Canada attracts students from all over the world. Entering university or college life is exciting, but it also comes with a few challenges. According to The Ontario Ministry of Training, Colleges and Universities’ study, here are the top four challenges for international students:
(1) Feeling alienated
Adjusting to living and studying in a new country can be difficult logistically, but the social aspect of not having a nearby support system can add to feelings of alienation.
Dee Singh, 22, is from Mumbai, India and is enrolled in a Health Science program at the University of British Columbia. “The first year was tough,” she says of the loneliness she felt. “New food, new culture — even a different style of learning — but joining clubs and being active in the community helped me a lot.”
Some other tips to get socially active in the community:
- Supporting local sports teams
- Attending local events and festivals
These above activities can also help your feeling of self-worth as well as be providing networking opportunities.
Singh says she still gets waves of homesickness, especially around Canadian holidays when the university is quiet and she can feel the heaviness of not having family close by. But, she tries to make the best of her situation – she knows she is only here for four years – so she makes chai and calls home because these rituals remind her of her roots.
(2) Dealing with finances
For many international students, this is their first time living away from home. On top of managing a school workload in another country, they have to manage their money.
If a student is having difficulties managing finances, it’s best to talk to a counsellor about finances early on, so you can make a budget. Financial counselling is offered to students at many post-secondary institutions.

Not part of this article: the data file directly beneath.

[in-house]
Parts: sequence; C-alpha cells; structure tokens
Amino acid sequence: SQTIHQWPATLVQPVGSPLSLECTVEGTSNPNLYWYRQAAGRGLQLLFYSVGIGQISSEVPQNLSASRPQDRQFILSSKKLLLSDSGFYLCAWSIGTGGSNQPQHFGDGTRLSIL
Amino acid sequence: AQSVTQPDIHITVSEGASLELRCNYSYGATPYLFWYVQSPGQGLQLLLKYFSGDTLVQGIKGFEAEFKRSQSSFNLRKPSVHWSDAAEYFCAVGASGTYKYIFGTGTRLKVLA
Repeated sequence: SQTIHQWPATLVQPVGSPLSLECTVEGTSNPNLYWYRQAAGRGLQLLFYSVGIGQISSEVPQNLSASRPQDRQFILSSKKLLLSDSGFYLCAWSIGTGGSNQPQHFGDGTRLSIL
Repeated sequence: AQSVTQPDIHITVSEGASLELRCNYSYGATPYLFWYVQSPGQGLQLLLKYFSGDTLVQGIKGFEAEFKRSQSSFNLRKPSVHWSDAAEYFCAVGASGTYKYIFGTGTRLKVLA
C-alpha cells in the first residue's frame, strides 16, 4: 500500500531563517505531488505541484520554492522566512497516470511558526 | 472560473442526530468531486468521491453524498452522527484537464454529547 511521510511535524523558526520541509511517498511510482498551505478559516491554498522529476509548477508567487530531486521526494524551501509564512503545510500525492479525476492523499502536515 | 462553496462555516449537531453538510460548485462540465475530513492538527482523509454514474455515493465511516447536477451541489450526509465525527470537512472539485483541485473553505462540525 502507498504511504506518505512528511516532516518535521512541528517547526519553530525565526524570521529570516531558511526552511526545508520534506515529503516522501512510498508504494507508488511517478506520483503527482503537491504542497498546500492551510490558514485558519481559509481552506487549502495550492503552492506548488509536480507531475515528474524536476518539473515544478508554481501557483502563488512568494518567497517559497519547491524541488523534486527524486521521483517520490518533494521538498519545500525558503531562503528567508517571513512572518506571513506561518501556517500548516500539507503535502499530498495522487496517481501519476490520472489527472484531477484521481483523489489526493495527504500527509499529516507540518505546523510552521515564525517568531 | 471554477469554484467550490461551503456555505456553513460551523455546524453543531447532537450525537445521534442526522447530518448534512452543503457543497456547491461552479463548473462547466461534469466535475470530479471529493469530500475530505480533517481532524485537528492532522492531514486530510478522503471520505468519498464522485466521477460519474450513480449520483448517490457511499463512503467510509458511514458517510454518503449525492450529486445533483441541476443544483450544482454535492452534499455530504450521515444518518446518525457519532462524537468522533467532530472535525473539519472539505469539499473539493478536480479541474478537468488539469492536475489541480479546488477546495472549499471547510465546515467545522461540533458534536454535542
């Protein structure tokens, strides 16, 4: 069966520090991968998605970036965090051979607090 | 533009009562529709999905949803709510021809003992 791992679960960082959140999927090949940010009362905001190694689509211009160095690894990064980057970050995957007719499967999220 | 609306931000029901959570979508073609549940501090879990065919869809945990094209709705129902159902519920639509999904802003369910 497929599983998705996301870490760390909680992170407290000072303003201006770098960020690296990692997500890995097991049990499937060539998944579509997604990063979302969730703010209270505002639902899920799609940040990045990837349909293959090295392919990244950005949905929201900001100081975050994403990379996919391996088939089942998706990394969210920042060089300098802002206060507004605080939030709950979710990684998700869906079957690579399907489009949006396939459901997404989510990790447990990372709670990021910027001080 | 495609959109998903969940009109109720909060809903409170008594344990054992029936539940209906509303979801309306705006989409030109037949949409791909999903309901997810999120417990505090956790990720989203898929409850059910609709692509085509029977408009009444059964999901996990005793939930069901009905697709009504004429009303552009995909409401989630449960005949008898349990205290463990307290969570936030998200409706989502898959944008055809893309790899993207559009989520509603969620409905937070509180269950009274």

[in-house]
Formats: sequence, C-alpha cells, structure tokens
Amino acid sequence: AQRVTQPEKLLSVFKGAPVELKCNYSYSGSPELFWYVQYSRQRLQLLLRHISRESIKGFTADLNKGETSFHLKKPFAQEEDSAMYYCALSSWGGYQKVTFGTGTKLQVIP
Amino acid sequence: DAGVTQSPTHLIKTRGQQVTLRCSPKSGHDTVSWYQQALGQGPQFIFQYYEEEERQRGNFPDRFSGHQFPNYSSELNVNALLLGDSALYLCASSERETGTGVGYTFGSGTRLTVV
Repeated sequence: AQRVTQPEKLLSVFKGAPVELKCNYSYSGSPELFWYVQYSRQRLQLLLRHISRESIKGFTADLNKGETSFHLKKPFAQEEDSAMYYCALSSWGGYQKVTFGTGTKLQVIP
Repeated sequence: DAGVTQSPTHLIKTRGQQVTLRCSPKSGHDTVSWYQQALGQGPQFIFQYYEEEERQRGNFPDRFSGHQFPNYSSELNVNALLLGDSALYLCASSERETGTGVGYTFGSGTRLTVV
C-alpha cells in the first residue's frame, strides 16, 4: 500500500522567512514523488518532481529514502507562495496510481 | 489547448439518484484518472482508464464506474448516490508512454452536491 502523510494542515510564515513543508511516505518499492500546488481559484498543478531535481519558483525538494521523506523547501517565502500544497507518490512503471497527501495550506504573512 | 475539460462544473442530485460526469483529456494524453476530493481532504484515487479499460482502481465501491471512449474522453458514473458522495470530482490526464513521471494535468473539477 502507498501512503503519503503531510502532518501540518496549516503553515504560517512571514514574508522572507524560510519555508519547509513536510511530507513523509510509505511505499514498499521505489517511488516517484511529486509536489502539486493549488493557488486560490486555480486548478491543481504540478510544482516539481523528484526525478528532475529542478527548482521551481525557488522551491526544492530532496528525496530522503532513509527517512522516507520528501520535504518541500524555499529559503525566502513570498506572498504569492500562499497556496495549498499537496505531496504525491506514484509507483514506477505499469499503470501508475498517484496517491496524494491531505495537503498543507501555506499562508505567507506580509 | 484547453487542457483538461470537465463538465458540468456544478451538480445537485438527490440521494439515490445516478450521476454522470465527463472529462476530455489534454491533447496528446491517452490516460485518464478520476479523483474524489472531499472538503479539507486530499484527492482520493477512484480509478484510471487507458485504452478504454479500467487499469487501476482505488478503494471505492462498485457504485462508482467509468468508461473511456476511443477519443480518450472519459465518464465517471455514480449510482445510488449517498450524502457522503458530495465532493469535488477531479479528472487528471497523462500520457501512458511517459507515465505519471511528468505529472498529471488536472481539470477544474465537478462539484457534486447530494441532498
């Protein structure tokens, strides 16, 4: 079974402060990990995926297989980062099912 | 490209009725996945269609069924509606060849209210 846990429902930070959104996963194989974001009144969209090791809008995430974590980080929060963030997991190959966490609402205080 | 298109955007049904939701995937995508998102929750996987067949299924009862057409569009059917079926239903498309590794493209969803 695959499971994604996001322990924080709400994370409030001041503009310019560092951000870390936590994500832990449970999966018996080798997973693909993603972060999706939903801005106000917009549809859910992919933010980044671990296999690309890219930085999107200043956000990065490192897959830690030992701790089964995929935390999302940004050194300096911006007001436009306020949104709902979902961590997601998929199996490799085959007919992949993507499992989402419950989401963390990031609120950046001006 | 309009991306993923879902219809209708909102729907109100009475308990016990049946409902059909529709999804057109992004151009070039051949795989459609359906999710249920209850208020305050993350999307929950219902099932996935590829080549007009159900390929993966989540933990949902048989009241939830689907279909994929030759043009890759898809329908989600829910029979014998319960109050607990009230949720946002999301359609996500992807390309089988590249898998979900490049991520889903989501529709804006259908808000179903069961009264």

And you can also seek financial advice from banks like RBC. They even offer online tools to help students with budgeting. A quick note, if you open an RBC no monthly fee student bank account today, you can get $60^. Visit rbc.com/starttoday for more details.
(3) Integrating family
If students come to study in Canada as a family with their spouse, one person is entitled to a study permit and the other person is entitled to a work permit. Unfortunately, the person holding the work permit can remain cut off socially from the local community until they have landed a job.
Check your college or university and see if there are any integration programs or counselling available for your family member. To have a positive experience in Canada it’s important that all family members feel settled.
(4) Accessing the labour market
According to Canadian Bureau of International Education’s study, 51% of international students plan to apply for permanent residence in Canada after graduation. And this new study tells us many international students feel the labour market is difficult to gain access to.
Two suggestions that may help – First: attempt to get a co-op placement through school for Canadian work experience. Second: network – joining clubs and attending events to widen exposure in your new community.
International students face unique barriers when obtaining an education in Canada. Taking the first step and participating in programs already in place would help in feeling integrated, settled, and ultimately achieving success. For more advice on studying in Canada, visit http://www.rbc.com/newcomers/international-student